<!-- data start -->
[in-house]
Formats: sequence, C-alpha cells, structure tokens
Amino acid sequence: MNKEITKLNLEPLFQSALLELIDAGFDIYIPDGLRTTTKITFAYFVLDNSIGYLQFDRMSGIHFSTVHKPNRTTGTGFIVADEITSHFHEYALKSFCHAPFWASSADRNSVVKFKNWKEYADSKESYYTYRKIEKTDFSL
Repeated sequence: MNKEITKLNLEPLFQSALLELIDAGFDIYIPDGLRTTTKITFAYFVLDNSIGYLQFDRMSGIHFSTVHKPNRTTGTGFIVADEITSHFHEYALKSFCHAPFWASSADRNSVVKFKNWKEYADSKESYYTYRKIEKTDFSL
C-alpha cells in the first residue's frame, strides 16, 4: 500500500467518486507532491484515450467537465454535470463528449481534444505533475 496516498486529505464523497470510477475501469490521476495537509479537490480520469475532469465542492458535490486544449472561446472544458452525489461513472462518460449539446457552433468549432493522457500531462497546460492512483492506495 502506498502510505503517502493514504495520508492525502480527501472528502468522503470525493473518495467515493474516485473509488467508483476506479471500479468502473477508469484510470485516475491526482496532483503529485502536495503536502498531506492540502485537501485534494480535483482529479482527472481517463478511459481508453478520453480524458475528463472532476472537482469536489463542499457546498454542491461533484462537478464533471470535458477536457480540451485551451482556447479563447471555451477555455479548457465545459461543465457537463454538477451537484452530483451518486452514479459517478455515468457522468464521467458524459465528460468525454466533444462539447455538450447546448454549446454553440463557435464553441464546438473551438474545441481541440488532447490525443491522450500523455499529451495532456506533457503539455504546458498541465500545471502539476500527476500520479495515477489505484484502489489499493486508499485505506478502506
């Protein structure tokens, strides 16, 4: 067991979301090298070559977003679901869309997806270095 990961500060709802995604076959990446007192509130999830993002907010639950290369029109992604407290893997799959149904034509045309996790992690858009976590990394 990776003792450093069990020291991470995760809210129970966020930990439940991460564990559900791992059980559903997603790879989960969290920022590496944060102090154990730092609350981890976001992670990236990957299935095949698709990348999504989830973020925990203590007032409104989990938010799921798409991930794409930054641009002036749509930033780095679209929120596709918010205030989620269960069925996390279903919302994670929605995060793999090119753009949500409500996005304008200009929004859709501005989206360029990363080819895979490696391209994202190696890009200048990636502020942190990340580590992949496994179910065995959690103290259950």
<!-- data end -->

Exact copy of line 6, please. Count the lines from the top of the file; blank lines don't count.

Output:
């Protein structure tokens, strides 16, 4: 067991979301090298070559977003679901869309997806270095 990961500060709802995604076959990446007192509130999830993002907010639950290369029109992604407290893997799959149904034509045309996790992690858009976590990394 990776003792450093069990020291991470995760809210129970966020930990439940991460564990559900791992059980559903997603790879989960969290920022590496944060102090154990730092609350981890976001992670990236990957299935095949698709990348999504989830973020925990203590007032409104989990938010799921798409991930794409930054641009002036749509930033780095679209929120596709918010205030989620269960069925996390279903919302994670929605995060793999090119753009949500409500996005304008200009929004859709501005989206360029990363080819895979490696391209994202190696890009200048990636502020942190990340580590992949496994179910065995959690103290259950």